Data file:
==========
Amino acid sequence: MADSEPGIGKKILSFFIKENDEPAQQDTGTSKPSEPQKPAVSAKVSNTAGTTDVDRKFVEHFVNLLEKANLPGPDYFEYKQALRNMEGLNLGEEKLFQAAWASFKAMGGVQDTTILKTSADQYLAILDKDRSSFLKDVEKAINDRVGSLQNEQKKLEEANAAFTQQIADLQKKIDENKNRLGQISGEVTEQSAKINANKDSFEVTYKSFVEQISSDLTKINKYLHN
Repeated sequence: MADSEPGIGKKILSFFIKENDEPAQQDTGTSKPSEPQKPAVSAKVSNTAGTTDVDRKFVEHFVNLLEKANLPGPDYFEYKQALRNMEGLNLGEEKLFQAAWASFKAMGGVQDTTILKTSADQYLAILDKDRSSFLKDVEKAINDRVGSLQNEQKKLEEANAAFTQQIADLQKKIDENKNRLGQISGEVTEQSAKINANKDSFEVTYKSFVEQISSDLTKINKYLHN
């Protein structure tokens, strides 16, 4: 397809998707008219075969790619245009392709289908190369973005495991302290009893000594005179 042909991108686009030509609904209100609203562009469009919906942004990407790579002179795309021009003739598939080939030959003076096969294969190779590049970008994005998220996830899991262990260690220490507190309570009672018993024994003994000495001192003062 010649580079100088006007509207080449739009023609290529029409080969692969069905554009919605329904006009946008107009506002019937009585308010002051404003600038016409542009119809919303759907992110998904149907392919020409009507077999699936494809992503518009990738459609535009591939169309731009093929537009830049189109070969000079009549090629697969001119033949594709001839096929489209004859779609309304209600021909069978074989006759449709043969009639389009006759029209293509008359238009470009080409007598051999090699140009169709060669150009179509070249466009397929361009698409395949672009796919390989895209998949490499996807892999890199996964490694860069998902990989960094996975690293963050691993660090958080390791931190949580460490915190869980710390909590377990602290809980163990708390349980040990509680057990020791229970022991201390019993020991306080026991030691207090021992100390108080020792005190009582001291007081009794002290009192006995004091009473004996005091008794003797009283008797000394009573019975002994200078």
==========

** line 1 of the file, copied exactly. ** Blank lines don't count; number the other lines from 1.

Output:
Amino acid sequence: MADSEPGIGKKILSFFIKENDEPAQQDTGTSKPSEPQKPAVSAKVSNTAGTTDVDRKFVEHFVNLLEKANLPGPDYFEYKQALRNMEGLNLGEEKLFQAAWASFKAMGGVQDTTILKTSADQYLAILDKDRSSFLKDVEKAINDRVGSLQNEQKKLEEANAAFTQQIADLQKKIDENKNRLGQISGEVTEQSAKINANKDSFEVTYKSFVEQISSDLTKINKYLHN